36,572 pounds: That’s the amount of methamphetamine seized near the U.S.-Mexico border at U.S. Border Patrol stations and Customs and Border Protection ports of entry near the border from 2005 to 2011.

Meth is seized in large quantities at ports of entry, unlike marijuana, which is more often seized at Border Patrol stations inside the United States rather than at ports.

And the problem keeps growing. In 2011, the total amount of meth seized at the ports was about three times higher than the amount seized in 2005.

Some notable port of entry regions for meth in 2011:

While those numbers are nowhere near the 17 million pounds of marijuana seized from 2005 to 2011, meth seizures have skyrocketed as Mexican cartels push more of their product into the U.S.

According to a recent study (in Spanish) by Mexican think tank Seguridad con Democracia reported on (in English) by ABC/Univision, the Sinaloa cartel controls 80 percent of the U.S. meth trade, which includes producing, transporting and distributing the drug. 

More than 1,500 miles away from the Mexico border, Chicago’s Crime Commission declared Sinaloa leader Joaquín “El Chapo” Guzmán Public Enemy No. 1, CNN reported. Guzmán, whose cartel rakes in an estimated $3 billion a year from drug trafficking, has made Forbes’ list of world billionaires four years in a row.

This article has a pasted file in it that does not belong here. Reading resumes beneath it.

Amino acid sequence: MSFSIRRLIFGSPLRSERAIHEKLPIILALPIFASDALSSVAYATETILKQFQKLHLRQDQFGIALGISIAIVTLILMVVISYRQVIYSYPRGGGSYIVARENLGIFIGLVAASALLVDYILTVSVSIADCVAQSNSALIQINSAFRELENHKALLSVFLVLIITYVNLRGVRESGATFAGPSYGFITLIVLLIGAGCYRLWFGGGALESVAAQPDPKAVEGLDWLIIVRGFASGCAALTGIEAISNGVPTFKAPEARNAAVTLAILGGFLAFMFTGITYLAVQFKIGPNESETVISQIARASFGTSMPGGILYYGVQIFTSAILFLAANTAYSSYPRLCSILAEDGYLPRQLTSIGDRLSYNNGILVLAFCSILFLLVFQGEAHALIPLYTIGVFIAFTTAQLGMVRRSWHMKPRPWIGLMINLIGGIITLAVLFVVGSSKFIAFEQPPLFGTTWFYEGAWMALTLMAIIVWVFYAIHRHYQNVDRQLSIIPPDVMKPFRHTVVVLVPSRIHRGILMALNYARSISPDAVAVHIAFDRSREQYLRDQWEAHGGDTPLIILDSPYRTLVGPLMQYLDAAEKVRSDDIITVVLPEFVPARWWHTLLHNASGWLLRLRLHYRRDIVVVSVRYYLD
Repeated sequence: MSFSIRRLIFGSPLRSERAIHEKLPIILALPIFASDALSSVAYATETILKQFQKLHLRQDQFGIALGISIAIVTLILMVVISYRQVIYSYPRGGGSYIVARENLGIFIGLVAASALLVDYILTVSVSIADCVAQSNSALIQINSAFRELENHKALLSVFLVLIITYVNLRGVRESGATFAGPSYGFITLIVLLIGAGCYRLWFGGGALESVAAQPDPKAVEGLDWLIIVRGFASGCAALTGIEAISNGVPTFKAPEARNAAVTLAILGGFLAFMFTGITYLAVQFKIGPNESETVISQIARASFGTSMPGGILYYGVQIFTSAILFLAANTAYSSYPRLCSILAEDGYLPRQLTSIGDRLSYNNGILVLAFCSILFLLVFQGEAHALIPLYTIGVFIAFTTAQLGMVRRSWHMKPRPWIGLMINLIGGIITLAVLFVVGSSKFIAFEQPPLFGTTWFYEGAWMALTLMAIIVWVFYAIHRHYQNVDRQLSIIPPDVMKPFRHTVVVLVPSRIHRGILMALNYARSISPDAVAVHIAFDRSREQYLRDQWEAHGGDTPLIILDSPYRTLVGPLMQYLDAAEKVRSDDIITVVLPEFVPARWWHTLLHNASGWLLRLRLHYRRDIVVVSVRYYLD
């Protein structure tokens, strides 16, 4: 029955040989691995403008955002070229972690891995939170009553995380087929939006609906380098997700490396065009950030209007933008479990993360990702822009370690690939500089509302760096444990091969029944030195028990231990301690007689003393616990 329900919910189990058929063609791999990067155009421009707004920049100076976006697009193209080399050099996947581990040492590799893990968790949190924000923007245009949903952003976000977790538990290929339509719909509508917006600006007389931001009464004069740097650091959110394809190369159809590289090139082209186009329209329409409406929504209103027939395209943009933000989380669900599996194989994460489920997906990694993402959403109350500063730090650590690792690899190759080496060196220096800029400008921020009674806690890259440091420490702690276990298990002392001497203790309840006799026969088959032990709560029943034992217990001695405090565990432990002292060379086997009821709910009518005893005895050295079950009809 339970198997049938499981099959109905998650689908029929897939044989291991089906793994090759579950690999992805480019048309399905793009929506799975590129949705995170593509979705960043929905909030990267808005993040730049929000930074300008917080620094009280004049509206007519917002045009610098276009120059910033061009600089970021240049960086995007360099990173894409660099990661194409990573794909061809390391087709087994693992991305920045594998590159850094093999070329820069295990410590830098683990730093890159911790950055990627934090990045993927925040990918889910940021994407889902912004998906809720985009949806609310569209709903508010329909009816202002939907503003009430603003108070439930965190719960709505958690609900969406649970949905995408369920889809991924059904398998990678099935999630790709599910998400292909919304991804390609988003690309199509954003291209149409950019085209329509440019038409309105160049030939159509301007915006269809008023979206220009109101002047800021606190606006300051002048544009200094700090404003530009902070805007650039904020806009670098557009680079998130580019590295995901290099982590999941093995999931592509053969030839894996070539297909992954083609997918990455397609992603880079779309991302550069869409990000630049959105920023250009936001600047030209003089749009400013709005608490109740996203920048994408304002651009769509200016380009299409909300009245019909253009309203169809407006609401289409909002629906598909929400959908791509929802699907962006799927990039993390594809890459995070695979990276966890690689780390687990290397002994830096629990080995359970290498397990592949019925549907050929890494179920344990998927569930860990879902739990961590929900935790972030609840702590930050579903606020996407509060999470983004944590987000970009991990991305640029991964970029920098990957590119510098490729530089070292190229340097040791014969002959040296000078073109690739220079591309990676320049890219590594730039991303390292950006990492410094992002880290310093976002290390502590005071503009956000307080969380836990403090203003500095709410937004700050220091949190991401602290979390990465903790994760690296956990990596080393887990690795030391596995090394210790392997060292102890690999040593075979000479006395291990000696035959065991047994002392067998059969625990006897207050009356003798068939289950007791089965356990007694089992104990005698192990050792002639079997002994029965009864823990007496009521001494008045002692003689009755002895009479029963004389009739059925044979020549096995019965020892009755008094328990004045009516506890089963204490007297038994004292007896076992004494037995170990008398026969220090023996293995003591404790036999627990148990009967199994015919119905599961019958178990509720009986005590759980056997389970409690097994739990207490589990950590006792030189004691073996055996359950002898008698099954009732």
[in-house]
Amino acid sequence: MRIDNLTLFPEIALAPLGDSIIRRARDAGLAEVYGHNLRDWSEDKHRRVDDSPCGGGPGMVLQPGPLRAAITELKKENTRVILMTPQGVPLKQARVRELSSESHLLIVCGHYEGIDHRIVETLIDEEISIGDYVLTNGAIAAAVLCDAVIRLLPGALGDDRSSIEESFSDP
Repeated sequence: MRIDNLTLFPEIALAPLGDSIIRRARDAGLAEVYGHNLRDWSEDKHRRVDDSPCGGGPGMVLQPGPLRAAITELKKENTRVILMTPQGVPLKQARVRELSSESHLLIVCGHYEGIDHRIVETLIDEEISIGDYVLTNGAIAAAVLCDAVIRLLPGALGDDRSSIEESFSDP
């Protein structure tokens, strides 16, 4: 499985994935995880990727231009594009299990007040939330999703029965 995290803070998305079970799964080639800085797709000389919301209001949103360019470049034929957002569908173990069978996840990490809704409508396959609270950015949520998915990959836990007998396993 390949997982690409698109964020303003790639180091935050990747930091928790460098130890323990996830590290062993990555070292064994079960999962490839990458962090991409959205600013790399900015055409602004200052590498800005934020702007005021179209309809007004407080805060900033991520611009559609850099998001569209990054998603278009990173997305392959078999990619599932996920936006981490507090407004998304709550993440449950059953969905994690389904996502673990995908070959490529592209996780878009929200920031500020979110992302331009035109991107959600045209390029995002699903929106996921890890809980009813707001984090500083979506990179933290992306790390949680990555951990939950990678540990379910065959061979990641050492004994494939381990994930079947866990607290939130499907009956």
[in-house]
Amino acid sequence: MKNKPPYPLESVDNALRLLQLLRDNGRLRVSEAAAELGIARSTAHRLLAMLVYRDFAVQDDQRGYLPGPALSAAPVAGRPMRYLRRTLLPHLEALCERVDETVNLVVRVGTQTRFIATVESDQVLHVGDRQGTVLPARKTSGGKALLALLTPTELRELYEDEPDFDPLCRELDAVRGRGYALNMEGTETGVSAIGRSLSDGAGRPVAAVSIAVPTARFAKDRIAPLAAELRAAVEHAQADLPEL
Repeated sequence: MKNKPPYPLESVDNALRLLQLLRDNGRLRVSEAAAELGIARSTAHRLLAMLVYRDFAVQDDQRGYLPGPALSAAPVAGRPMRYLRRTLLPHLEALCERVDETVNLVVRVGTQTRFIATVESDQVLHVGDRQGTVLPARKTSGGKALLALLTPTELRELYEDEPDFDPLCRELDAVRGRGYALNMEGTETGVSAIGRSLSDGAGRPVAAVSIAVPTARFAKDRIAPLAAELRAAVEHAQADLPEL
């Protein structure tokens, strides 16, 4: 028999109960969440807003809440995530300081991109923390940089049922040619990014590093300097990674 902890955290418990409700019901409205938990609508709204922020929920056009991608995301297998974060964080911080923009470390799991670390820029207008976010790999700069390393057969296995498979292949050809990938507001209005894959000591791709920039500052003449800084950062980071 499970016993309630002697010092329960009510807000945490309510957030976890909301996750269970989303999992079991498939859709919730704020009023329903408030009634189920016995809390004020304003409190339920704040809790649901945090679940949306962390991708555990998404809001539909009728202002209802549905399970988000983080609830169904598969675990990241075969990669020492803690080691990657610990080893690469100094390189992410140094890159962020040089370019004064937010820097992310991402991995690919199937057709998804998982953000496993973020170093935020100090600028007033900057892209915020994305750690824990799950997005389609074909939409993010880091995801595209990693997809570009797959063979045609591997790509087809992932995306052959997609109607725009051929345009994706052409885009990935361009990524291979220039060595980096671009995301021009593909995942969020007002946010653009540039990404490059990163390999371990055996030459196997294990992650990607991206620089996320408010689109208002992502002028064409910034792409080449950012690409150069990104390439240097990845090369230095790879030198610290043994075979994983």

In the U.S., meth is produced in superlabs and mom-and-pop shops. According to a 2006 report by the National Criminal Justice Reference Survey, superlabs, the larger of which usually are operated and owned by Mexican trafficking organizations, can produce 10 pounds or more of meth a day. Small toxic labs, or mom-and-pop shops, produce much smaller quantities by extracting chemicals from over-the-counter medication. 

But a lot of meth still comes from Mexico. In a 2007 interview with NPR, Dan Simmons, a Drug Enforcement Administration agent in San Diego, said 80 percent of meth on U.S. streets comes from Mexico.

Credit: NCJRS

Between 1997 and 2003, meth seizures at ports of entry were much higher in the West than in other areas of the U.S. The criminal justice survey reported: “Seizures have increased in the Midwest and South, quadrupling from 13 in 2000 to 63 in 2003 in the Midwest. Although the West still holds a large margin, this suggests some shift in methamphetamine trafficking from some Western ports of entry to other regions of the U.S.”

How does that compare to what’s happening in domestic labs?

Credit: NCJRS

According to the criminal justice survey, lab seizures range by geography. In the West, lab seizures between 1999 and 2003 declined from 4,073 to 1,810. In the South and the Midwest, they nearly doubled. While lab seizures in the Northeast historically have been low, the number has increased slightly from 4 in 1999 to 30 in 2003. 

For more information, check out our map of border drug seizures and user guide for more information.

Kelly Chen is a news engagement specialist at The Center for Investigative Reporting. She manages the day-to-day social media strategies and online engagement for CIR. In addition, she works to break down complex issues and ideas and create content for CIR's online communities. Kelly also works to increase engagement on cironline.org and on other online platforms. Previously, she produced discussion segments for PBS NewsHour and oversaw social media and engagement efforts for the American Graduate project, a public media initiative on the high school dropout crisis. She's also worked at Southern California Public Radio and National Geographic TV. A native of Los Angeles, she studied international relations and English at UC Davis.